Cory Yoder: The Selfless Senior
There is no doubt that junior opposite Carson Clark is the workhorse of the UC Irvine men’s volleyball team – but every star player has an off day. This is where fifth-year senior and social science major Cory Yoder steps in and provides reliability and versatility to one of the nation’s top volleyball programs.
Yoder’s .404 hitting percentage ranks first among UCI’s outside hitters and eighth in the entire MPSF. His 17 aces are tied for third on the team. Yoder’s 91 sets played and 298 kills are second behind Clark. There is no question that without Yoder’s contributions, the Anteaters would struggle to maintain their record above the .500 mark. But in reality, when it came time for Yoder to choose a school, the odds were stacked against UC Irvine.
Cory Yoder was born into a volleyball family. His uncle played the game overseas and his father, Bob Yoder, a three-time All-American at the University of Southern California, won two national titles, one as a player and another as a coach. So it was a no-brainer when Yoder’s father enrolled his son in clinics at the age of 9 and signed him up to play club volleyball at the age of 12. It was also a no-brainer for Yoder to grow up as one of the biggest USC fans.
Bob Yoder may have influenced his son’s early passion for the Trojans, but he is also one of the reasons why Cory stuck with the sport.
“When you are first starting, it’s hard to keep the ball in play, and more often than not it was your fault because it’s either you or your partner,” Yoder said. “My dad told me to value improvement. When you improved, it made the sport fun and made you want to improve.”
When it came to deciding which school he would attend, the Trojans were going to get an obvious look, but Yoder did not base his decision off his dad’s storied career or involvement with USC. When he took his recruiting trip to SoCal, he realized that the USC coach at the time was going to lose his job and that living in Los Angeles did not sound enticing to him.
After discovering that USC had its flaws, UC Irvine came calling. And for Yoder, it was a natural fit.
“I really liked the coaching here [at UCI],” Yoder said. “I grew up by the beach and I’ve always surfed, so living in LA was not too appealing to me, as opposed to where I live now in Newport Beach.”
When Yoder took his recruiting trip to UCI, he met Brian Thornton and Brett Simpson, two San Clemente natives, who told him that they were having a great time playing volleyball here at Irvine. This sealed the deal for Yoder and UCI.
Besides volleyball, surfing has been Yoder’s stress reliever, because he grew up so close to the beach in San Clemente.
“I get pent up when I don’t surf for a while,” Yoder said. “For me, it’s a stress reliever because in middle school and high school it was an everyday occurrence.”
Yoder’s time at UCI has been a roller coaster ride, but he has been able to enjoy the ups and persevere through the downs.
Yoder joined Anthony Spittle, Jordan DuFault and Kevin Wynne to form the second best recruiting class in the nation in 2006. Yoder, along with the other three, redshirted his freshman year and watched the Anteaters win the national title in May 2007.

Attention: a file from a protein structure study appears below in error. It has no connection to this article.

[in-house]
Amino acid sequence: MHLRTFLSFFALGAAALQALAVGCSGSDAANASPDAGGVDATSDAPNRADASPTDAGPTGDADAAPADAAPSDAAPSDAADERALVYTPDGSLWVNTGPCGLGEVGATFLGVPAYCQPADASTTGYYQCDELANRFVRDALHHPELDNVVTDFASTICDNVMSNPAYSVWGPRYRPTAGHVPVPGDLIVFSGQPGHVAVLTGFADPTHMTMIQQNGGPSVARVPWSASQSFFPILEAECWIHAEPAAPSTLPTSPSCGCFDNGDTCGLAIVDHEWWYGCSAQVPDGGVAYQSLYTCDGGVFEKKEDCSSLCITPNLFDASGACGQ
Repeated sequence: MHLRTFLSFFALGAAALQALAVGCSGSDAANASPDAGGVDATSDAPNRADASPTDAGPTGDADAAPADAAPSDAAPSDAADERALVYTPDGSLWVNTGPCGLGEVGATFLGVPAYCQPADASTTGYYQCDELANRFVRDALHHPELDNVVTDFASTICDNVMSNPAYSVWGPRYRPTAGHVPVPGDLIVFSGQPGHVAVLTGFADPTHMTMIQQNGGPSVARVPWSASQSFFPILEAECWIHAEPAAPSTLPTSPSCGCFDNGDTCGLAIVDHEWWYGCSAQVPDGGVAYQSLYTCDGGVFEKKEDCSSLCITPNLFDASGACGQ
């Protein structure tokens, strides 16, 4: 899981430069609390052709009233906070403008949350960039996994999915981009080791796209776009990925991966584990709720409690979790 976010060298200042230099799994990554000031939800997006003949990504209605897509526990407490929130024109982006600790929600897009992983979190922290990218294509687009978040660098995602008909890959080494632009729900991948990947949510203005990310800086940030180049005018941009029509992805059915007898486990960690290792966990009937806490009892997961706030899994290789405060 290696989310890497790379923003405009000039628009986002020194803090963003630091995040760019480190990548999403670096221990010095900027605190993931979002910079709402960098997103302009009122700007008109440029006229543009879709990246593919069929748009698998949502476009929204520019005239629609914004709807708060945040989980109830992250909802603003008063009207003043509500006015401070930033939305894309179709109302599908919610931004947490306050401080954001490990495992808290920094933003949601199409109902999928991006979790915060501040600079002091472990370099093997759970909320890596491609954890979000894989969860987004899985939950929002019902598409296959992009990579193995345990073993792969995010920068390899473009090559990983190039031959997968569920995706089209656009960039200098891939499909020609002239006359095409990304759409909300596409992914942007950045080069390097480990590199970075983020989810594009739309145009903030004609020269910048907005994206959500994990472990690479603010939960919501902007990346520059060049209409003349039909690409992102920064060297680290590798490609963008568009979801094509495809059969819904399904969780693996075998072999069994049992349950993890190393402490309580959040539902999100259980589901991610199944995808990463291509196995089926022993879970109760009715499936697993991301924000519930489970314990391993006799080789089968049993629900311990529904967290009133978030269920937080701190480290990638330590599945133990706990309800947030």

As a redshirt freshman, Yoder saw action in 96 sets, which ranked second among UCI freshmen, but his first-year experience was marred by a subpar season. During his second year, Yoder started in the preseason and saw significant playing time, but a knee injury put an end to that. Yoder’s knee injury kept him out of action for a few months, and that’s when Taylor Wilson stepped in and seized the opportunity.
By the time Yoder’s knee completely healed, Wilson had taken over the outside hitter position and the Anteaters were in the midst of their second championship run in three years.
“I came off the bench as a sub, but it was tough to get back in after my injury,” Yoder said.
One of the biggest reasons why the ’Eaters defeated the Trojans in the national championship was because of the blocking clinic UCI put on, and a lot of that had to do with Ryan Ammermans’s 12 block assists. It was after the national championship when Yoder realized he could make a significant impact from the bench.
“I was always hitting against [Ryan Ammerman] in practice and he told me that me hitting against him made him a better blocker,” Yoder said. “It’s things like that that keep you from getting discouraged.”
Yoder entered the 2010 season as one of the undisputed starters, but after a few games and an average start to the season, Head Coach John Speraw decided to start Connor Hughes, a talented and explosive outside hitter. Yoder did not take this demotion personally, but instead saw it as an opportunity to perfect other facets of his game.
“I was always a guy who was in there to pass the ball,” Yoder said. “I was never an offensive threat, but this year I have worked on my offense and it’s paid off.”
Yoder’s hard work shows, as he is one of the most consistent offensive weapons UCI has on the 2011 roster. Even though Yoder is having a breakout season this year, at times he has been subbed out for Jeremy Dejno, another dynamic and energetic freshman. But again, Yoder is not bitter. Instead, he relishes this role and knows he can make an impact off the bench.
“I always tell the younger guys who aren’t playing, ‘you have to enjoy and know your role on the team because if you aren’t starting you still have a huge impact on the team,’” Yoder said. For the fifth-year senior, this mentality stems from the 2009 title run.
“I really value my time here,” Yoder said. “I would like to stay for longer because it’s so fun.”
Whether it is slamming a ball for a kill against an MPSF opponent or encouraging the younger players, Cory Yoder knows his role on the team and embraces it. His five years at UCI have been filled with highs and lows, but Yoder has enjoyed it and made the most of it.